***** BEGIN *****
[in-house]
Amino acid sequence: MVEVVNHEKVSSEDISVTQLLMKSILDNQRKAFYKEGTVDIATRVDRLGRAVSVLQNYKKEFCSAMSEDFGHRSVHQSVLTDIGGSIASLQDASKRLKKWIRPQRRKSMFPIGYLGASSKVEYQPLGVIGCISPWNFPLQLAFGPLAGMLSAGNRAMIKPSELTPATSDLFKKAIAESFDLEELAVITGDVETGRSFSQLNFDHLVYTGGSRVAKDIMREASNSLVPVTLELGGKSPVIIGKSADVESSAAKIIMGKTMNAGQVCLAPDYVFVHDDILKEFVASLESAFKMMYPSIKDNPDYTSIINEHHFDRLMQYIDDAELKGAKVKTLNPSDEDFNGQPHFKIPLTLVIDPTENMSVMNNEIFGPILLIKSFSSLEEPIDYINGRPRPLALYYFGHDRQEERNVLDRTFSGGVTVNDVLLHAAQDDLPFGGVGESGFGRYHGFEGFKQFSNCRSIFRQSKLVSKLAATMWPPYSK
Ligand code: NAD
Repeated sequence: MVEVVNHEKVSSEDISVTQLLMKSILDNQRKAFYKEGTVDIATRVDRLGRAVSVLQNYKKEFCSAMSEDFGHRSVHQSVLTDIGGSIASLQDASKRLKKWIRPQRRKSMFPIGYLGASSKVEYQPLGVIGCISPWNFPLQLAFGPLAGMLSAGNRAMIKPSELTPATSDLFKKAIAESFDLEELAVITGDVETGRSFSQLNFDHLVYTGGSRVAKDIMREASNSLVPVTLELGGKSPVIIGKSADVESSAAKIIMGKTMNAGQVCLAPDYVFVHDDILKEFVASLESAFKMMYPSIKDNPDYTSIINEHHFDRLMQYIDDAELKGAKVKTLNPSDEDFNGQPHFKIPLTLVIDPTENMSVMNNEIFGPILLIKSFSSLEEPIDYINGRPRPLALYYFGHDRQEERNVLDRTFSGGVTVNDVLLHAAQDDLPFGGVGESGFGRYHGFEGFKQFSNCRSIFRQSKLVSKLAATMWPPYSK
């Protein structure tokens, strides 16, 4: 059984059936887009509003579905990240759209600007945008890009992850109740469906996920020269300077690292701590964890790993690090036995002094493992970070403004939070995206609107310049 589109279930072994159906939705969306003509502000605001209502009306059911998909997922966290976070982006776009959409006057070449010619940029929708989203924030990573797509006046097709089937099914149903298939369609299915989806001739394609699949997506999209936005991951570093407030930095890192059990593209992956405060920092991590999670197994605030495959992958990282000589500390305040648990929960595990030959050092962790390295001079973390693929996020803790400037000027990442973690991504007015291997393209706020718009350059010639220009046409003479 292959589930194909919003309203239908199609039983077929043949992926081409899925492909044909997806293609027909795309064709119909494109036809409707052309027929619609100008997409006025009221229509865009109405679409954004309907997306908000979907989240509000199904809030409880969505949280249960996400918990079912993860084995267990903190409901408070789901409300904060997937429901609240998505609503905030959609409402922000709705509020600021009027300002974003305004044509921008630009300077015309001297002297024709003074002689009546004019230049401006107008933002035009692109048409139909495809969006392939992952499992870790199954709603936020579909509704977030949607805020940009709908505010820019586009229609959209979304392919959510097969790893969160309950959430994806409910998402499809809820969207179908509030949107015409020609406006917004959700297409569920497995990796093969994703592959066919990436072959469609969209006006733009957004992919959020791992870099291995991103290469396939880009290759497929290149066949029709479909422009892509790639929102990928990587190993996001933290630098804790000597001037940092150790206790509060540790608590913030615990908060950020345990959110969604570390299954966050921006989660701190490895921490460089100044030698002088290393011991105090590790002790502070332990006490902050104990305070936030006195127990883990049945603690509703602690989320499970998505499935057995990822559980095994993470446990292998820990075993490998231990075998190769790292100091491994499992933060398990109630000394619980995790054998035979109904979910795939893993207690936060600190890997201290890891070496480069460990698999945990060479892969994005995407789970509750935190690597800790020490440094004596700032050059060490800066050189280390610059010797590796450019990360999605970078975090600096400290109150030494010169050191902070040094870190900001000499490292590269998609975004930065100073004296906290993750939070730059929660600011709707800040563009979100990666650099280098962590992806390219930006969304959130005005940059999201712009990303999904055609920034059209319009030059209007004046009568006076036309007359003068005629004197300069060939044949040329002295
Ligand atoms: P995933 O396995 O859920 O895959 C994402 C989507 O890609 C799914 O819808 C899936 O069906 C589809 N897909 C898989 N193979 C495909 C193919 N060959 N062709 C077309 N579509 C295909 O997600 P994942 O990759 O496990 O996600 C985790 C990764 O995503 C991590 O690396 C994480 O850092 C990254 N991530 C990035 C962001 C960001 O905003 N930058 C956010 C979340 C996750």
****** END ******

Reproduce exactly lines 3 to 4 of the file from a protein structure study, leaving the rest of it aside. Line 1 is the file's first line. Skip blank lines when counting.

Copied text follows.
Ligand code: NAD
Repeated sequence: MVEVVNHEKVSSEDISVTQLLMKSILDNQRKAFYKEGTVDIATRVDRLGRAVSVLQNYKKEFCSAMSEDFGHRSVHQSVLTDIGGSIASLQDASKRLKKWIRPQRRKSMFPIGYLGASSKVEYQPLGVIGCISPWNFPLQLAFGPLAGMLSAGNRAMIKPSELTPATSDLFKKAIAESFDLEELAVITGDVETGRSFSQLNFDHLVYTGGSRVAKDIMREASNSLVPVTLELGGKSPVIIGKSADVESSAAKIIMGKTMNAGQVCLAPDYVFVHDDILKEFVASLESAFKMMYPSIKDNPDYTSIINEHHFDRLMQYIDDAELKGAKVKTLNPSDEDFNGQPHFKIPLTLVIDPTENMSVMNNEIFGPILLIKSFSSLEEPIDYINGRPRPLALYYFGHDRQEERNVLDRTFSGGVTVNDVLLHAAQDDLPFGGVGESGFGRYHGFEGFKQFSNCRSIFRQSKLVSKLAATMWPPYSK